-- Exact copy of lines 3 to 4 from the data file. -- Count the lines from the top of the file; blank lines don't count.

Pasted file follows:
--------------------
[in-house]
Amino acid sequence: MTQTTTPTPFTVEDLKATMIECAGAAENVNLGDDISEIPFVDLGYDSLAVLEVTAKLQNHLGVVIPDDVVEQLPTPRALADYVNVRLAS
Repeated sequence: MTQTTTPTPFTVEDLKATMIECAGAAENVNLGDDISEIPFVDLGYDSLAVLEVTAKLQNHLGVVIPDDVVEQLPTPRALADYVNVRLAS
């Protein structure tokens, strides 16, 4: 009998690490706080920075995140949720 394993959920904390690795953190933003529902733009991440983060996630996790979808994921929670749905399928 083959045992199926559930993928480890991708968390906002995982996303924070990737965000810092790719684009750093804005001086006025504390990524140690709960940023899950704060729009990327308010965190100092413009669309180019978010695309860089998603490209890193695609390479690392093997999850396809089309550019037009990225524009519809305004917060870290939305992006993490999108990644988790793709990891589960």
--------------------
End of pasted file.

Repeated sequence: MTQTTTPTPFTVEDLKATMIECAGAAENVNLGDDISEIPFVDLGYDSLAVLEVTAKLQNHLGVVIPDDVVEQLPTPRALADYVNVRLAS
């Protein structure tokens, strides 16, 4: 009998690490706080920075995140949720 394993959920904390690795953190933003529902733009991440983060996630996790979808994921929670749905399928 083959045992199926559930993928480890991708968390906002995982996303924070990737965000810092790719684009750093804005001086006025504390990524140690709960940023899950704060729009990327308010965190100092413009669309180019978010695309860089998603490209890193695609390479690392093997999850396809089309550019037009990225524009519809305004917060870290939305992006993490999108990644988790793709990891589960």